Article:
[2] Greed has been proven, over the years, to be, surprisingly, as great a peacemaker as it is a warmonger.  The need for violence so often stems from arrogance that the sheer power that immense wealth provides one to self-indulge can generally satiate the underlying motivation of even the bloodthirstiest of tyrants.

[3] Not just because he’s a troll!

[4] Correctly.

[5] Very very very very

[6] Utilizing the most expensive means in trollish transportation technology

[7] In the name of greed, that merciful agent of pathos.

[8] Were I to pick one, it would just be outdated by the time you read this, what with the rate at which troll engineering is progressing these days.

[9] Her name was Kerstin.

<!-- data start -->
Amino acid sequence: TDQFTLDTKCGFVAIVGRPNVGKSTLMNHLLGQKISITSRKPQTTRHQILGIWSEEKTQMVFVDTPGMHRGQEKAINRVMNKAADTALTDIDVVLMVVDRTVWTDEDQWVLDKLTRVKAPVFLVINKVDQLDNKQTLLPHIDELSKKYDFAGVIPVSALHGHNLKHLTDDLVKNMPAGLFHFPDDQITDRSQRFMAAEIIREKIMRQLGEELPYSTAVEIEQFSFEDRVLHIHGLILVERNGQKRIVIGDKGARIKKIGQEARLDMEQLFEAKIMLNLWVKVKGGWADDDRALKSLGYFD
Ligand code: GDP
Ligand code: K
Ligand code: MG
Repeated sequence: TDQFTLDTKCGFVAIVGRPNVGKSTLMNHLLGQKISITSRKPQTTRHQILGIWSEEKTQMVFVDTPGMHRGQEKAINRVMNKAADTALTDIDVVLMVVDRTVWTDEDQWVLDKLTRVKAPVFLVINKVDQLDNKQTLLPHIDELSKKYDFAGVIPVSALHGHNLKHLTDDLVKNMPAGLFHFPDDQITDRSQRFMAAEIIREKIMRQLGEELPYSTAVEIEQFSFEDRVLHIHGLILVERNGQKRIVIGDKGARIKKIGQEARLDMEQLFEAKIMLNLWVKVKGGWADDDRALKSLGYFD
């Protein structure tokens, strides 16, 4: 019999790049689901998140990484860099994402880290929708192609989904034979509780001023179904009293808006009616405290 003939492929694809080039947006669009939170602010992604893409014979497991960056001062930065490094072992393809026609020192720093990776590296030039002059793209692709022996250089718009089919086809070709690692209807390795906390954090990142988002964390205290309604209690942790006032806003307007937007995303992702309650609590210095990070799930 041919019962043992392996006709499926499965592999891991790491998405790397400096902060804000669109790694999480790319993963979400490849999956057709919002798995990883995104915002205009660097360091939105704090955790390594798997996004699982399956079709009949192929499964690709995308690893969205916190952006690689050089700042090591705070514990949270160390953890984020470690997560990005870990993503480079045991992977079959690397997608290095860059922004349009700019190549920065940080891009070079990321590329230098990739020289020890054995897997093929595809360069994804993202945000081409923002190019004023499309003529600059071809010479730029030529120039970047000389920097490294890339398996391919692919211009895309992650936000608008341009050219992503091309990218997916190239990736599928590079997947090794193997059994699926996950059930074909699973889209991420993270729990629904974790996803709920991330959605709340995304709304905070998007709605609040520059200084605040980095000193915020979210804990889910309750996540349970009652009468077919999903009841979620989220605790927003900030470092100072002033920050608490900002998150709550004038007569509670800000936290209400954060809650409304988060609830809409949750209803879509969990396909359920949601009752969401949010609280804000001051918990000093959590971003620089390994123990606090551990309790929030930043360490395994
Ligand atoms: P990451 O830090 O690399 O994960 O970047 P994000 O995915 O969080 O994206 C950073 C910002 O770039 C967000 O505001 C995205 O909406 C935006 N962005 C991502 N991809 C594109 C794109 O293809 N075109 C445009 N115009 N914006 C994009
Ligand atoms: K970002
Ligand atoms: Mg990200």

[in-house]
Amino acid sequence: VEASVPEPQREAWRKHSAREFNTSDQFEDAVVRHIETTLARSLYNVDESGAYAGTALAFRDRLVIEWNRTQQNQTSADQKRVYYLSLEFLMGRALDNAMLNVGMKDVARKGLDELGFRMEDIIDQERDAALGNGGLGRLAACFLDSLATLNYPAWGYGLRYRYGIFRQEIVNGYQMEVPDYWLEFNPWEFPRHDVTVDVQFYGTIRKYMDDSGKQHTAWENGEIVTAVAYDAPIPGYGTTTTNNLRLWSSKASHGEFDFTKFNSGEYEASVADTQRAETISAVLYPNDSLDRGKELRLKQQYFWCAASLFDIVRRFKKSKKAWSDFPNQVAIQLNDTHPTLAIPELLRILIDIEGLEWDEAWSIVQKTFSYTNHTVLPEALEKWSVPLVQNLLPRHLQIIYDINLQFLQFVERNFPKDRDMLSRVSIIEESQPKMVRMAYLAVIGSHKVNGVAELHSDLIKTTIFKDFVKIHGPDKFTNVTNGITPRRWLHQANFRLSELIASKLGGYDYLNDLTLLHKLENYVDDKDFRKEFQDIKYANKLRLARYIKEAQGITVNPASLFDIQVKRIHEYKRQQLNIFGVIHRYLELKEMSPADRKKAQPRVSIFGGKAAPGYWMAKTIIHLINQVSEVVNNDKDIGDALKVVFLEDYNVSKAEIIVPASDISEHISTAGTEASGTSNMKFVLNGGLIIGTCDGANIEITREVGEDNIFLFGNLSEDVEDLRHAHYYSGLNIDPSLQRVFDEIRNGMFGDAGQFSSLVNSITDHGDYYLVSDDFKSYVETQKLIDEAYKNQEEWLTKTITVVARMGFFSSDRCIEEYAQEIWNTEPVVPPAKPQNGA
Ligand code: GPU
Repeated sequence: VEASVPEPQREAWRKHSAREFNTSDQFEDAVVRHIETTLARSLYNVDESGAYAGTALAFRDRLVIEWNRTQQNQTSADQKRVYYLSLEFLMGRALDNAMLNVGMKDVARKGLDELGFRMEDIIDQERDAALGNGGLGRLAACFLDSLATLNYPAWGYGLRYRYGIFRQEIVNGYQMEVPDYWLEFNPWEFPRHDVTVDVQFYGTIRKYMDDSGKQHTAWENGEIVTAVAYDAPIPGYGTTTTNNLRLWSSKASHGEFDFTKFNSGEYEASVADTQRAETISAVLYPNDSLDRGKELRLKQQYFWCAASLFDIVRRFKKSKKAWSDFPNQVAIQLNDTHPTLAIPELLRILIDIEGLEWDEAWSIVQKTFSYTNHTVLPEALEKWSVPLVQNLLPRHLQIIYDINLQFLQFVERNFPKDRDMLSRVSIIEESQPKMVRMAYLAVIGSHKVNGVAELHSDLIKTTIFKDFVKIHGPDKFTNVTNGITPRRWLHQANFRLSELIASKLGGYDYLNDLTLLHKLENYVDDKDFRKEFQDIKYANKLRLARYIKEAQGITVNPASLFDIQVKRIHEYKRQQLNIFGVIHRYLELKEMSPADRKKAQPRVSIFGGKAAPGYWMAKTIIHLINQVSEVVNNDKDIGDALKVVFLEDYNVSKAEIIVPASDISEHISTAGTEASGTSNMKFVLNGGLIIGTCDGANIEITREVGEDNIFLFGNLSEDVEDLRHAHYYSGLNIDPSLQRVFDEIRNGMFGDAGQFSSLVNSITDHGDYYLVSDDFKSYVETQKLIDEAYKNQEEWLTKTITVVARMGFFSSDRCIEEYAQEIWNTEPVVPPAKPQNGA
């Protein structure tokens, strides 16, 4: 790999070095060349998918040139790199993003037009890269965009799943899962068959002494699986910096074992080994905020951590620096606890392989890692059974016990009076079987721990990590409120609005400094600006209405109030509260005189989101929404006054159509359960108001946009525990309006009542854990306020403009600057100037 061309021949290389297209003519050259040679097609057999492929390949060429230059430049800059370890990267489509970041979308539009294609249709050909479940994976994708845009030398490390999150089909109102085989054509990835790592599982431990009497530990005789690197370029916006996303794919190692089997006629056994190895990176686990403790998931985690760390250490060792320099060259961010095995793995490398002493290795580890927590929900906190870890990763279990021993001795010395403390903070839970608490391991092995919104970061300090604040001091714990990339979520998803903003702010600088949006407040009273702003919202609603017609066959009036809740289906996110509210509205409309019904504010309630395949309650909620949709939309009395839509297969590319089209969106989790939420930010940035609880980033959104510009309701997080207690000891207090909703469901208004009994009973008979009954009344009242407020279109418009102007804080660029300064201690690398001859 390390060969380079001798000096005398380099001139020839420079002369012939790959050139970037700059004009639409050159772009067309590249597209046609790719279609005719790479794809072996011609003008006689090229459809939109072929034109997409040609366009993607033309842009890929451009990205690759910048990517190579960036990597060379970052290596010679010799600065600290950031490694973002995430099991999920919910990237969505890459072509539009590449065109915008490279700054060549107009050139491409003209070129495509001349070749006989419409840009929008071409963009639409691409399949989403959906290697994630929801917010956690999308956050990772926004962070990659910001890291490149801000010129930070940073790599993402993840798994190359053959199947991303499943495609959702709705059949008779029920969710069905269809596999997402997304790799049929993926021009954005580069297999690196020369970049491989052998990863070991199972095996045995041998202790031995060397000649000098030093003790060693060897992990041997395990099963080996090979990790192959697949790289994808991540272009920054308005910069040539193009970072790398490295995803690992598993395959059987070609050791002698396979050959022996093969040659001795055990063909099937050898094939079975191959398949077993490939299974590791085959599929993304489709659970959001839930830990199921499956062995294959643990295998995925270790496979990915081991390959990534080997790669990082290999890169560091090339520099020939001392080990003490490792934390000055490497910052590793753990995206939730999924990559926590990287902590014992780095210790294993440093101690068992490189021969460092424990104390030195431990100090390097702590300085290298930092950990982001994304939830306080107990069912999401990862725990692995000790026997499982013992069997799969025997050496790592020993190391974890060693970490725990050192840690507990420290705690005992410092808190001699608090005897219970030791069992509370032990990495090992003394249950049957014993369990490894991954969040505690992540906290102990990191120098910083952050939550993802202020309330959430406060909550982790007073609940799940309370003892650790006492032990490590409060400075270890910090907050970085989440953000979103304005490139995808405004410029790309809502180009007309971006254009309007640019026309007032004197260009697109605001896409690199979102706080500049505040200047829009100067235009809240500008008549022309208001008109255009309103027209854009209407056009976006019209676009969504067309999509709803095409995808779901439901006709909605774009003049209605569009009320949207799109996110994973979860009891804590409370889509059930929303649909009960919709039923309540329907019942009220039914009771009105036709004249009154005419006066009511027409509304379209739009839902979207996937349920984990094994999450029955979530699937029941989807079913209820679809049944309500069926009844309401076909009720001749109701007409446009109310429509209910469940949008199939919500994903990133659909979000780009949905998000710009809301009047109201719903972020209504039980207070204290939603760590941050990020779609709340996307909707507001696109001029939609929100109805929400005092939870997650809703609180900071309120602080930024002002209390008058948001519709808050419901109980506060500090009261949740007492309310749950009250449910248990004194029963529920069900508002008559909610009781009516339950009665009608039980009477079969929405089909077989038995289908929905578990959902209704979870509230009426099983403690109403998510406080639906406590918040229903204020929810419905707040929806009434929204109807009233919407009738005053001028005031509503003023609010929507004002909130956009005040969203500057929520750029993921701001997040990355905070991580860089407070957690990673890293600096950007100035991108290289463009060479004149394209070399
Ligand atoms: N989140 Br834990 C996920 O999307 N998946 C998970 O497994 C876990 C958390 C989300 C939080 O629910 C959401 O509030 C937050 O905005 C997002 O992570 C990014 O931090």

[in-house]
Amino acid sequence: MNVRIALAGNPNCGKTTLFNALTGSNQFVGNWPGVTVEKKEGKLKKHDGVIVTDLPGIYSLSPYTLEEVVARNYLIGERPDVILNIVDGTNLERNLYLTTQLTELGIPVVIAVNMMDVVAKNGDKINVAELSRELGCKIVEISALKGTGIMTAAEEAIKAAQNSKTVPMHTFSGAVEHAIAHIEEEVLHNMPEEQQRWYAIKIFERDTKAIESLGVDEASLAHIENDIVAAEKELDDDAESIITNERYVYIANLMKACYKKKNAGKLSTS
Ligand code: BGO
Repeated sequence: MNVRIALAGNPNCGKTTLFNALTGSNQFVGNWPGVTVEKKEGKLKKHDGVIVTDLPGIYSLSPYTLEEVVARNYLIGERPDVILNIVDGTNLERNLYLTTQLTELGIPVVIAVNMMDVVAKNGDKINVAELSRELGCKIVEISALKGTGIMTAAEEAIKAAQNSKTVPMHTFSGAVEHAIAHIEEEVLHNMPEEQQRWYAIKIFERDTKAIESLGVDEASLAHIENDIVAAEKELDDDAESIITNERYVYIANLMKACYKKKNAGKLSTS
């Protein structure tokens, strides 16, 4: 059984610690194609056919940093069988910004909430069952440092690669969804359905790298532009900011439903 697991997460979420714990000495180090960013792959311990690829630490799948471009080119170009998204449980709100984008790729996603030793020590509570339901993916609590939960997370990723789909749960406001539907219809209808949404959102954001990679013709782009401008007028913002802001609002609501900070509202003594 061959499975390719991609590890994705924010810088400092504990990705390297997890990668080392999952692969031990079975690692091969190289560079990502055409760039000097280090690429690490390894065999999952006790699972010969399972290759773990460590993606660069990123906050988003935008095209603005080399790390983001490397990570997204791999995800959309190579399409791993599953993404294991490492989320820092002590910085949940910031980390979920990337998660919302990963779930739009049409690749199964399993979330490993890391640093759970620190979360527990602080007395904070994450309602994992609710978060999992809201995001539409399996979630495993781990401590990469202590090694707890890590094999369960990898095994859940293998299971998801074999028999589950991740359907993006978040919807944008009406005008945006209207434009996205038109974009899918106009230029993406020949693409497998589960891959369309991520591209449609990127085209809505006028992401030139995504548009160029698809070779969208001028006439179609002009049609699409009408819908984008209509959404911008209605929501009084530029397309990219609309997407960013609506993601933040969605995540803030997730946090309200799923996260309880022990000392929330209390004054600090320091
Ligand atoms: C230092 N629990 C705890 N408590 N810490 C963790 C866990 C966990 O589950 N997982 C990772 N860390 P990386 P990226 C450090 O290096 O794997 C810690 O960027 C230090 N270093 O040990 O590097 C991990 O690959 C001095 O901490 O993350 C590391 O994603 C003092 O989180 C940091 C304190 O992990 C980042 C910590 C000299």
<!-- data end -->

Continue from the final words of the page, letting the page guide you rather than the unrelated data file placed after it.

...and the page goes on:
[10] He hadn’t yet worked out how this fabric was grown on a farm, but he was determined not to let the logistics disrupt his revelry.

[11] The king had not yet seen this room, as one of his servants had gathered the flax, so his misconception of the grain was still firmly intact.

[12] The servant’s name was Karin.

[13] For plot reasons.

[14] It was “Valentino.”

[15] “Wait, I bet YOUR name is Kerstin TOO!”

[16] Karin, remember?

[17] In quotes.

————————-

Sara June Woods is sorry about what happened. She misses you so much. You never call anymore.